|1. Life / Food & Drink / Breads, Cereals, Grains, Pulses & Pasta|
I've only had pumpernickel once - at the time I described it as corkboard soaked in treacle1. But that was half a lifetime ago. I might like it now2.
Pumpernickel is a special dark German bread made of coarsely ground rye and water. Unlike with other rye bread, no sourdough is added. To give you an idea of the procedure, here is roughly how it is done the traditional way: part of the dough is mixed with hot water and left to ferment for about 12 hours. This mixture is called the Brü hstü ck (literally: a piece of broth). The rest of the flour is added, the whole mixture is kneaded and put into a lidded tin which is then put into the oven on a low heat (120° C/250° F) where it stays for another 12 to 16 hours. The oven has to contain steam at all times: so you could say that the bread is 'steamed', rather than baked.
Our ancestors needed to have quite some skills and experience for the successful production of pumpernickel (or any other bread for that matter). Without a thermometer it wasn't easy to decide whether the oven had the correct heat or not. One test was to take a pinch of flour and throw it into the oven. If the flour turned black, the oven was too hot; if it remained white, the oven was too cold; if it turned brown, the oven had the right temperature.
It's probably not surprising that the size of the oven determined the number of loaves which could be baked in one batch. A smaller oven allowed for fewer, smaller loaves than a large oven. However, the small loaves didn't need so many hours to bake; they would be ready after about seven hours.
Why is it so Black?
Once the dough is in the oven and subjected to the heat, something called the 'Maillard reaction' takes place. In short: the starch of the rye is transformed into sugar which reacts with the proteins. The sugar caramelises and gives the bread its dark-brown-to-nearly-black colour as well as its specific flavour. Another effect of this special steaming procedure is that pumpernickel is pasteurised, which explains why it can be conserved for so long: sealed appropriately it can be kept for several months (some even claim up to two years if kept in cans). The texture is crumbly and the bread doesn't have a crust.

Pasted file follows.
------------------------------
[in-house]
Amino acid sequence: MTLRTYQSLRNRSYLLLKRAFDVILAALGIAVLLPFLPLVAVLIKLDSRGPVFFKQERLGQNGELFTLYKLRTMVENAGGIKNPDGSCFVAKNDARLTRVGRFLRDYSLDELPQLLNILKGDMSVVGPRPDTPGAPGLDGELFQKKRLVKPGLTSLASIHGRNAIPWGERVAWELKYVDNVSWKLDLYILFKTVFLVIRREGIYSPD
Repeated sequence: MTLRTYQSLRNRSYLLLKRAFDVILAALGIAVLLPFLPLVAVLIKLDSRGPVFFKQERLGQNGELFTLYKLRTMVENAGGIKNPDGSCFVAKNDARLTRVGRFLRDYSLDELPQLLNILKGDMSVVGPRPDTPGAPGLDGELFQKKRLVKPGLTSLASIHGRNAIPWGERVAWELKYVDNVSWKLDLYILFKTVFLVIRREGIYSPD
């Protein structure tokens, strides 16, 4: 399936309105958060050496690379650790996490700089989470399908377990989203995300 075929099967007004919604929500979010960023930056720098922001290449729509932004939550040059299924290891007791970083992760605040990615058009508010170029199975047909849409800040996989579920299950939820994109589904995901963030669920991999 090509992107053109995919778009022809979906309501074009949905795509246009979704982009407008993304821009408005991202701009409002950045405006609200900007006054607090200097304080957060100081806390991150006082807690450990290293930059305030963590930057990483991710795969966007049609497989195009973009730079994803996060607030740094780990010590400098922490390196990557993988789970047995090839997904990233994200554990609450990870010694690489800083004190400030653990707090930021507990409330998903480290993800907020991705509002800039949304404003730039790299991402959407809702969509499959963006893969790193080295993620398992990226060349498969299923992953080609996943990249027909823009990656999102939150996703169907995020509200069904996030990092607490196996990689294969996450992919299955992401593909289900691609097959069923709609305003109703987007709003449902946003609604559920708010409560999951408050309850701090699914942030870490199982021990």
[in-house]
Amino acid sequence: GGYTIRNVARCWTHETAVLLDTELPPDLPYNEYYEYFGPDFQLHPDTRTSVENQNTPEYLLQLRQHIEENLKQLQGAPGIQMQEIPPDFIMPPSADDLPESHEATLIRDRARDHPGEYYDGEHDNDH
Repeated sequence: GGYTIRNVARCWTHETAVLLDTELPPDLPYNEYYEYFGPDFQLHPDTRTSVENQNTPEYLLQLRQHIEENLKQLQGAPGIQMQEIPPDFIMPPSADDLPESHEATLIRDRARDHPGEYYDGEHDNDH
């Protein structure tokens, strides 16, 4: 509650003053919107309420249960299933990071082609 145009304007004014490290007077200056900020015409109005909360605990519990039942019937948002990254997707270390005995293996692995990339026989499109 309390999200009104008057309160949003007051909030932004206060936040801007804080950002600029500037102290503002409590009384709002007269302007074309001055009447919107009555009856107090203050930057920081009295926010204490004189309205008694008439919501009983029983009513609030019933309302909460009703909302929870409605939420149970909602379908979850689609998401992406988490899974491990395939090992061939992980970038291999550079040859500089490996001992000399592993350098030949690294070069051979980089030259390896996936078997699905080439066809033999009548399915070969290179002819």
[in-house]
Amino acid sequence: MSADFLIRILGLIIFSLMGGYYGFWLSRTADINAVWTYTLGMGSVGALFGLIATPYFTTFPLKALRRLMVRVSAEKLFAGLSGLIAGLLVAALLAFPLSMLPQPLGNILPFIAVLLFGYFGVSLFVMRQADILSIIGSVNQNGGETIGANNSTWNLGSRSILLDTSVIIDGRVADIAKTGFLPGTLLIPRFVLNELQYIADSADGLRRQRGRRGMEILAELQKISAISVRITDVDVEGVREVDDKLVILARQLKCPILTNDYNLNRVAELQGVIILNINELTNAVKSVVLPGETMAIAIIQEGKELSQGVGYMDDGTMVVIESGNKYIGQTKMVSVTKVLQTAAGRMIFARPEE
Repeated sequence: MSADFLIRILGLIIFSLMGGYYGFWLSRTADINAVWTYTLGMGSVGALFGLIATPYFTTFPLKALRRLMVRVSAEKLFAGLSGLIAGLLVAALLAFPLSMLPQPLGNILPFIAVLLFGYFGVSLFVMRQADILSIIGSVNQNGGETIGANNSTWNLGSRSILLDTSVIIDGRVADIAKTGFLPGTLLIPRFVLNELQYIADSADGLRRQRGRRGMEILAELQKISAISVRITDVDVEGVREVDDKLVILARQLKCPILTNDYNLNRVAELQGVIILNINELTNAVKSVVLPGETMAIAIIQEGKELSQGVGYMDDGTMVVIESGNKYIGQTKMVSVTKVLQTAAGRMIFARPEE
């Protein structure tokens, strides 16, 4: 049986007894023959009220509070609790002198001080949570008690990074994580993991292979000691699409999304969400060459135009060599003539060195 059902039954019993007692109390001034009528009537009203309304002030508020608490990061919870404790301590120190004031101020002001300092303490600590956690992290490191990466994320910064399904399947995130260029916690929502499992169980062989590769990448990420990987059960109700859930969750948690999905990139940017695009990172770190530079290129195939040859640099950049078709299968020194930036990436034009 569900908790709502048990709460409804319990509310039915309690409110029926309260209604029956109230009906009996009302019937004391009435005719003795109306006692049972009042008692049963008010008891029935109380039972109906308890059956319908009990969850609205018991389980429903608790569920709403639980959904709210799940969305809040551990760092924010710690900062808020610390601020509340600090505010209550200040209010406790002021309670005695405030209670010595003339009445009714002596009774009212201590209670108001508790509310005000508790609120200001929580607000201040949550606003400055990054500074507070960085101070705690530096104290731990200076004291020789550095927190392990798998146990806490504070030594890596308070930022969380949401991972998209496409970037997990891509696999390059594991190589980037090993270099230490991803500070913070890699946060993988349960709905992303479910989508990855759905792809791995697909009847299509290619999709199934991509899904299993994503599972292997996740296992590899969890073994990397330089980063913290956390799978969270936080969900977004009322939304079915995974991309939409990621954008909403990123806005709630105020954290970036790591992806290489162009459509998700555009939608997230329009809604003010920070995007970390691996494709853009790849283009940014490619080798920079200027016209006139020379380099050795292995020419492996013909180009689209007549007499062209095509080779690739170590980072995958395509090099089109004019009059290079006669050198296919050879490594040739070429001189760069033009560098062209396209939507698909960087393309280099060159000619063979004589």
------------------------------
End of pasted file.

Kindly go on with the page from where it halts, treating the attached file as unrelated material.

Nowadays, as 'Time is Money', the process is often shortened by adding sourdough to the flour as a starter, and molasses for the colour. For instance, North American pumpernickel has little resemblance to its German 'brother'. Traditional pumpernickel, however, does not contain anything but rye and water.
Pumpernickel originated in Westphalia, Germany, but that's about the only thing we know for certain. The Westphalians themselves referred to it as grobes Brot (coarse bread) or schwarzes Brot (black bread), and it was only outside Westphalia that it was called pumpernickel.
The bread possibly dates back to the 15th Century but it wasn't until after the Thirty Years' War (1618 - 1648) that it was called pumpernickel, when HJ Christoffel von Grimmelshausen mentioned it in his book Der abenteuerliche Simplicissimus Teutsch (The adventurous Simplicissimus German) in 1668.
What is the meaning of the name?
There is no certain explanation, but various attempts at an etymology have been made: some of them amusing, some likely. Here are some possible explanations:
Although all these meanings seem to imply that the name 'Pumpernickel' was a pejorative for the bread4, you will nowadays find a huge variety of recipes using pumpernickel. Pumpernickel slices are always thin. They are an ideal base for canapé es among others.
However, you can always just have it instead of other bread, and it is possibly still the bread of choice for a German to take on a holiday abroad to prevent constipation.
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